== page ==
How many times in our day to day lives do we see the landmarks at the back of a Rupee note? Probably 10s, but we don’t give it much thought in the daily hustle-bustle.
However, Emad Parachi is not your regular Pakistani. He was so intrigued by the landmarks behind each rupee note that he traveled to each!
How Did He Come Up With The Idea
Emad told media outlets that he had always been fascinated with the picture of Mohenjodaro behind the Rs 20 note. On a family vacation, they somehow ended up there, which further piqued his interest.
He asked the guide where the particular site was where the picture was taken and behold; he came face to face with what covers the 20 note.
Talking about how well the single post did on social media, an idea popped in his head that was soon to go viral. He thought of going to the landmark behind each note. Paracha’s thinking that “it’d be a great excuse to explore Pakistan” is what brought the “Currency Project” into existence.
Around The Country
Over the next four years, the Currency Project gained momentum. Paracha hiked, flew, and rode around to all the iconic landmarks that grace our currency notes.
On his list were monumental historical sites such as Bab-e-Khyber (10 rupee note), Badshahi mosque Lahore (500 rupee note), Islamia College Peshawar (1000 rupee note) and Faisal Mosque Islamabad (5000 rupee note.)
He reveals that traveling to several of these locations was convenient. Most times, they became family vacations. However, K2 and Ziarat were the tough ones due to the limited accessibility in the areas.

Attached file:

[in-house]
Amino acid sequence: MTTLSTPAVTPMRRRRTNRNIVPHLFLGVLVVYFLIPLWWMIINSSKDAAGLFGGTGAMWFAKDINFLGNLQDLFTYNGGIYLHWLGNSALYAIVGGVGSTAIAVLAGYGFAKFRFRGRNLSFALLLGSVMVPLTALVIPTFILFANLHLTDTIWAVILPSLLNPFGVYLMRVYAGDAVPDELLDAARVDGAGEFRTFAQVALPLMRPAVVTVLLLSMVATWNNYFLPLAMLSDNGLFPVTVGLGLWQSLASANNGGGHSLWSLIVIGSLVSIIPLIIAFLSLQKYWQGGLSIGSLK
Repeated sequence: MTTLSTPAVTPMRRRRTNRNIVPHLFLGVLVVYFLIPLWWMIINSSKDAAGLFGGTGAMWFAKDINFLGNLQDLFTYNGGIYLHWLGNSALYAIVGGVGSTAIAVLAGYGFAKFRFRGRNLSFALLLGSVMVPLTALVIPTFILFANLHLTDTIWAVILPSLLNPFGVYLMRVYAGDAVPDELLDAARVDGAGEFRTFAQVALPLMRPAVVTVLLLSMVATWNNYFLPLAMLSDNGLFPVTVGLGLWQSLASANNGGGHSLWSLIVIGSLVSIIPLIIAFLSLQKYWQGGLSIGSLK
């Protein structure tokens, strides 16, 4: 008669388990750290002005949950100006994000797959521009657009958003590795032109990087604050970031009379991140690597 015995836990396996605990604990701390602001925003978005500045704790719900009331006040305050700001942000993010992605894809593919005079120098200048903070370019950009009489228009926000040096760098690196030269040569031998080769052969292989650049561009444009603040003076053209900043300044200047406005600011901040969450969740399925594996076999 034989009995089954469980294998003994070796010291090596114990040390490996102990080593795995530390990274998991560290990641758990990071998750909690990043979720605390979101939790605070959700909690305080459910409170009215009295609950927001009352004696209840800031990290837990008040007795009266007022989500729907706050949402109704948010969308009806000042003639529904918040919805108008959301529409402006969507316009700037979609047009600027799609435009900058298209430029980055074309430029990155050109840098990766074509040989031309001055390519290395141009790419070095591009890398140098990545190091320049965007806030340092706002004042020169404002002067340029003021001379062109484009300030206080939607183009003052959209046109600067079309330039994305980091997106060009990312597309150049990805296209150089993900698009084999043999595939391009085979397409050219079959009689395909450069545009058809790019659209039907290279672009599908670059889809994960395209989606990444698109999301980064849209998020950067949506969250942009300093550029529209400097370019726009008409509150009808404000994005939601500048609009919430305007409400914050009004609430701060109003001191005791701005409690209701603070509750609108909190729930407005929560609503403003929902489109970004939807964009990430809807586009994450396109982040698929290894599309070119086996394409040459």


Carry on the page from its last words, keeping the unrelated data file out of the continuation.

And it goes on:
K2’s Majestic Sights
“The last one, and by far the toughest of them all by a million miles, came last summer when I was finally able to go on a trek to K2’s base camp – something I had planned for three summers before it finally happened,” said Emaad. Paracha was also a student at the University of Toronto all the while, balancing his traveling dreams and student life.
“That was a once (and only once) in a lifetime trip. It was nearly a two week, 300 km trek, which involved sleeping on one of the world’s largest glaciers at night, in negative degree weather, with rocks poking into your back. We used to walk 20-30 km in the sun for up to 12 hours a day, but the only thing driving me was the picture,” he reported to a media outlet with heightened emotions!
When Paracha finally got to K2, many locals told that there was a rain forecast, and it would be cloudy the next few days. He and his fellows kept postponing the departure because what was the point of the trek if they couldn’t see the mountain?
Lucky for him, the stars aligned. At sunset, the clouds scattered and made way for this beautiful, awe-inspiring photo.
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